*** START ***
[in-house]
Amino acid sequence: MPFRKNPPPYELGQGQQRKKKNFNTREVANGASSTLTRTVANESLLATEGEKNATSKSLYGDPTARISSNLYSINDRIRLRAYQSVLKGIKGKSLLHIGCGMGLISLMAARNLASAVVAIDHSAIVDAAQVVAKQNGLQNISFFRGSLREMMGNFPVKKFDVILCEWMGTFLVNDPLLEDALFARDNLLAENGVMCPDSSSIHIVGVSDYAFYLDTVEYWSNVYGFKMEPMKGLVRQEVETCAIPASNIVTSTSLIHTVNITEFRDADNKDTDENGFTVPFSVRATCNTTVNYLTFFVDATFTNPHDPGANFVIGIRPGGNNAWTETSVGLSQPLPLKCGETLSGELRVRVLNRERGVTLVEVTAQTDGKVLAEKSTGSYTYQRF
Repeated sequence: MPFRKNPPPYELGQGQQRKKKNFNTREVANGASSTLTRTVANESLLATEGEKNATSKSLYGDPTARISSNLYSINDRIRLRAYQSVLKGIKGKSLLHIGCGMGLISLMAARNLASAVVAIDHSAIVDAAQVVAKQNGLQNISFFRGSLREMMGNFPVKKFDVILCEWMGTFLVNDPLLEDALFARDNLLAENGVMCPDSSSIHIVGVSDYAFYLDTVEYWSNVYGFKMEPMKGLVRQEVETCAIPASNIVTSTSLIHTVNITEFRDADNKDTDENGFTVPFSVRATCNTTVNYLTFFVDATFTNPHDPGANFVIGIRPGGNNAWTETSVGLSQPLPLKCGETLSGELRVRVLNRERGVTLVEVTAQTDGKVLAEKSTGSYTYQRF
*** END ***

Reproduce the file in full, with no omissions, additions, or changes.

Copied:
[in-house]
Amino acid sequence: MPFRKNPPPYELGQGQQRKKKNFNTREVANGASSTLTRTVANESLLATEGEKNATSKSLYGDPTARISSNLYSINDRIRLRAYQSVLKGIKGKSLLHIGCGMGLISLMAARNLASAVVAIDHSAIVDAAQVVAKQNGLQNISFFRGSLREMMGNFPVKKFDVILCEWMGTFLVNDPLLEDALFARDNLLAENGVMCPDSSSIHIVGVSDYAFYLDTVEYWSNVYGFKMEPMKGLVRQEVETCAIPASNIVTSTSLIHTVNITEFRDADNKDTDENGFTVPFSVRATCNTTVNYLTFFVDATFTNPHDPGANFVIGIRPGGNNAWTETSVGLSQPLPLKCGETLSGELRVRVLNRERGVTLVEVTAQTDGKVLAEKSTGSYTYQRF
Repeated sequence: MPFRKNPPPYELGQGQQRKKKNFNTREVANGASSTLTRTVANESLLATEGEKNATSKSLYGDPTARISSNLYSINDRIRLRAYQSVLKGIKGKSLLHIGCGMGLISLMAARNLASAVVAIDHSAIVDAAQVVAKQNGLQNISFFRGSLREMMGNFPVKKFDVILCEWMGTFLVNDPLLEDALFARDNLLAENGVMCPDSSSIHIVGVSDYAFYLDTVEYWSNVYGFKMEPMKGLVRQEVETCAIPASNIVTSTSLIHTVNITEFRDADNKDTDENGFTVPFSVRATCNTTVNYLTFFVDATFTNPHDPGANFVIGIRPGGNNAWTETSVGLSQPLPLKCGETLSGELRVRVLNRERGVTLVEVTAQTDGKVLAEKSTGSYTYQRF